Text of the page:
Although in the present study, there was no significant difference found among the groups, F-file has shown superior result among all. One of the possible explanations for better efficacy of F-file is its active engagement of diamond-coated polymer tip with Ca(OH)2 in root canal system. The finding of this study is consistent with the previous studies in relation to PUI, which have shown a better result than other group except F-file. Similar to these findings, several previous studies have shown that Ca(OH)2 medicament removal was superior to PUI compared with conventional syringe irrigation and sonic irrigation.[4],[14] The higher velocity of irrigant flow generated by PUI may explain its Ca(OH)2 removal efficiency from root canals.[15] The poor performance shown by EndoVac group in the present study may be attributed to the blockage in microcannula by Ca(OH)2 particles.[16] It could be hypothesized that the removal of the Ca(OH)2 medicament may influence the sucking effect of the microcannula and result in insufficient Ca(OH)2 removal. In the present study, EndoActivator showed a better result than conventional group but inferior to others, which could be because of its low frequency of vibration.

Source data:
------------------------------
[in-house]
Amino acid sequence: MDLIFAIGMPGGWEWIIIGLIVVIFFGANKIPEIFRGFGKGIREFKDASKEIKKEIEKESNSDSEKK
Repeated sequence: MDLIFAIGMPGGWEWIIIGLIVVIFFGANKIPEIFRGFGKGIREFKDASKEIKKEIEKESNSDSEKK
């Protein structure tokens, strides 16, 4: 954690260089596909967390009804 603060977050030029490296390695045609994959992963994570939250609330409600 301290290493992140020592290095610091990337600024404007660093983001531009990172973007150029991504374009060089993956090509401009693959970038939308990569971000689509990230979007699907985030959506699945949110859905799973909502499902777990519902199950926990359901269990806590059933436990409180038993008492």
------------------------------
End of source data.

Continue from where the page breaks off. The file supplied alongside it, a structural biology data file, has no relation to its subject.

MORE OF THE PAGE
Conclusion Top

Within the limitations of this study, it can be concluded that:

  • Ca(OH)2 was not completely removed by any technique
  • There is no statistically significant difference between any irrigation technique for removal of oil-based Ca(OH)2
  • F-file demonstrated better results among the technique investigated.

Financial support and sponsorship


Conflicts of interest

There are no conflicts of interest.

   References Top

Calt S, Serper A. Dentinal tubule penetration of root canal sealers after root canal dressing with calcium hydroxide. J Endod 1999;25:431-3.  Back to cited text no. 1
Kim SK, Kim YO. Influence of calcium hydroxide intracanal medication on apical seal. Int Endod J 2002;35:623-8.  Back to cited text no. 2
Margelos J, Eliades G, Verdelis C, Palaghias G. Interaction of calcium hydroxide with zinc oxide-eugenol type sealers: A potential clinical problem. J Endod 1997;23:43-8.  Back to cited text no. 3
Bahcall J, Oslein FK. Clinical introduction of a plastic rotary endodontic finishing file. Endod Prac 2007;10:17-20.  Back to cited text no. 4